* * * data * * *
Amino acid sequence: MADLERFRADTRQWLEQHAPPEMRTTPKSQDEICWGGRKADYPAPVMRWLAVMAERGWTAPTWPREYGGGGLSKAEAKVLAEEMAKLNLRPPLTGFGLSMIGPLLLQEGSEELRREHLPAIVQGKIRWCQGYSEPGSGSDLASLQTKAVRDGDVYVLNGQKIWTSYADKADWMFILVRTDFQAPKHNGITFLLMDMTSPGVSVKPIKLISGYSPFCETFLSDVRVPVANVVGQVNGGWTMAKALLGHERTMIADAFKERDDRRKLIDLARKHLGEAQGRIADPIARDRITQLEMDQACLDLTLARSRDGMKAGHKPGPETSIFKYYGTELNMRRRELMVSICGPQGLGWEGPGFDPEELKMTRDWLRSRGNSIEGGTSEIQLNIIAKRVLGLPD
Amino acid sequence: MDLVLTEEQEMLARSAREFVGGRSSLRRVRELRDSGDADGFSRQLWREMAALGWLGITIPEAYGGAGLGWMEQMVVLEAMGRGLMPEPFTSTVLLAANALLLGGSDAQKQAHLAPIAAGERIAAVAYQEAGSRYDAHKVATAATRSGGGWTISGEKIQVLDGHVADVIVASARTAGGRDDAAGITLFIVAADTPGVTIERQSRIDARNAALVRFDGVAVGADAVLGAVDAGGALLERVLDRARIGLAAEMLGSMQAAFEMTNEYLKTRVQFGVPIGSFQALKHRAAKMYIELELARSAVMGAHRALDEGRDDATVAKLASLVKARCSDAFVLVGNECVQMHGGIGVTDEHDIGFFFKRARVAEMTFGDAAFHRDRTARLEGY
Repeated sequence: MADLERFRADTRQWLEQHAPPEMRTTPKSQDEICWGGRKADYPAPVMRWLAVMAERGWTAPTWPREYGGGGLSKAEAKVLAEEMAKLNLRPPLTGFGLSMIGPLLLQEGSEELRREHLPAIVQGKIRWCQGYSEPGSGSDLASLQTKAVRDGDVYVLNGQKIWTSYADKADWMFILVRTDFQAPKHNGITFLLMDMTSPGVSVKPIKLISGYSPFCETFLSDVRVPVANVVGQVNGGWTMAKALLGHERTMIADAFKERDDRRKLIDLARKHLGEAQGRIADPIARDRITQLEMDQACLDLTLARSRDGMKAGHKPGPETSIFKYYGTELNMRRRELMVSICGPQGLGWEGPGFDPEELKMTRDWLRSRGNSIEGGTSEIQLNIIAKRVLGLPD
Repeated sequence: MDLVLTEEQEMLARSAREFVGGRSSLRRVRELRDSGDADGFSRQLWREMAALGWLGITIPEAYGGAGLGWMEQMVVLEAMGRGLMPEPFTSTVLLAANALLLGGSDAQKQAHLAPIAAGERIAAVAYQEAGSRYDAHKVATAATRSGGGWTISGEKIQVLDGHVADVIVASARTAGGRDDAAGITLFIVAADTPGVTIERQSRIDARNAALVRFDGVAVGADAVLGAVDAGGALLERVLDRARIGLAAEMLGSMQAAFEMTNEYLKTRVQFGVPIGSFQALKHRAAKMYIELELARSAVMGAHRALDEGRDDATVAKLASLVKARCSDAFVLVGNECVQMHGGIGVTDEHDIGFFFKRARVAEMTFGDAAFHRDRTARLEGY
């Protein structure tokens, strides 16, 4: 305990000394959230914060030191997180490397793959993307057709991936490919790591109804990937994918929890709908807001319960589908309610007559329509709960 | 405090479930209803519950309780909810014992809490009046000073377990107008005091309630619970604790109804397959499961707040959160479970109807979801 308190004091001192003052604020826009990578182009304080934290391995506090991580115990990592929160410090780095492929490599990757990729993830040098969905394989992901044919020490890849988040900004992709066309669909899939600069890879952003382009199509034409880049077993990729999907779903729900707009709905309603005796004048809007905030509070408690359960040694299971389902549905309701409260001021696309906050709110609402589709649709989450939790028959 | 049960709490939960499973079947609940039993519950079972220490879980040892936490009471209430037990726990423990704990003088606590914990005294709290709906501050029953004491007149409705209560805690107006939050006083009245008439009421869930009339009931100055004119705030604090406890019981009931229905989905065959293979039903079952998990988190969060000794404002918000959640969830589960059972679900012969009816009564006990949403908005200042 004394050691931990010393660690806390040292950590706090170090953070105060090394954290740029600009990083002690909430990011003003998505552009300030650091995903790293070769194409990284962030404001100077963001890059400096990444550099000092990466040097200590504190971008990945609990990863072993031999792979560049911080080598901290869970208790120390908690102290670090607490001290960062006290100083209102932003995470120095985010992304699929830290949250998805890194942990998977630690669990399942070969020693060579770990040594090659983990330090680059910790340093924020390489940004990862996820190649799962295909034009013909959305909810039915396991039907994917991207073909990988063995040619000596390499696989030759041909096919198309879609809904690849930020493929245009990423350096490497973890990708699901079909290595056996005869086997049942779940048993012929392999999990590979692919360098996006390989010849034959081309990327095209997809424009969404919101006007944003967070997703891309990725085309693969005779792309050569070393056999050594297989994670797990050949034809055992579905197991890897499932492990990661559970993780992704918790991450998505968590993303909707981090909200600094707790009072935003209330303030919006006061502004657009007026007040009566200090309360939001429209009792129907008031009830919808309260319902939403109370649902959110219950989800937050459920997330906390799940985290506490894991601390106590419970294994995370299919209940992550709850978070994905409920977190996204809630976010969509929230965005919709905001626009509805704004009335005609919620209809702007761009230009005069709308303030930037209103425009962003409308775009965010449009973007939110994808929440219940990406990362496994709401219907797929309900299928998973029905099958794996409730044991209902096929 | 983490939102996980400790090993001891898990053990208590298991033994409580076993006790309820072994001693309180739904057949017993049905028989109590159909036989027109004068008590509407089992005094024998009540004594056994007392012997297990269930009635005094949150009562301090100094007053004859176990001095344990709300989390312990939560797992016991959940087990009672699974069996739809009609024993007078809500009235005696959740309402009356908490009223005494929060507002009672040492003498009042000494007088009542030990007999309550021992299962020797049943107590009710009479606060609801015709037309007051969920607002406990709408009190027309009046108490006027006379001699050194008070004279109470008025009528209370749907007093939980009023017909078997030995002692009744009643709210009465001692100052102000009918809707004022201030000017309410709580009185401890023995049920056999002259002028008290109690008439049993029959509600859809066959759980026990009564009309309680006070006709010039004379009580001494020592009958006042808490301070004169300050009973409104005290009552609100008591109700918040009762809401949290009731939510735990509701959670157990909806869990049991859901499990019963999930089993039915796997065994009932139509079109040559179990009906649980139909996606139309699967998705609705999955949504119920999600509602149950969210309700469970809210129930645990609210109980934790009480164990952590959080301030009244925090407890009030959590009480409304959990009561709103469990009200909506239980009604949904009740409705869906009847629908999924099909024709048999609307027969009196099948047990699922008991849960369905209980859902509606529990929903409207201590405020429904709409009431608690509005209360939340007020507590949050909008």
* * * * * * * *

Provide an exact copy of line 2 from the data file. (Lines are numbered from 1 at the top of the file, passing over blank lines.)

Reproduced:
Amino acid sequence: MDLVLTEEQEMLARSAREFVGGRSSLRRVRELRDSGDADGFSRQLWREMAALGWLGITIPEAYGGAGLGWMEQMVVLEAMGRGLMPEPFTSTVLLAANALLLGGSDAQKQAHLAPIAAGERIAAVAYQEAGSRYDAHKVATAATRSGGGWTISGEKIQVLDGHVADVIVASARTAGGRDDAAGITLFIVAADTPGVTIERQSRIDARNAALVRFDGVAVGADAVLGAVDAGGALLERVLDRARIGLAAEMLGSMQAAFEMTNEYLKTRVQFGVPIGSFQALKHRAAKMYIELELARSAVMGAHRALDEGRDDATVAKLASLVKARCSDAFVLVGNECVQMHGGIGVTDEHDIGFFFKRARVAEMTFGDAAFHRDRTARLEGY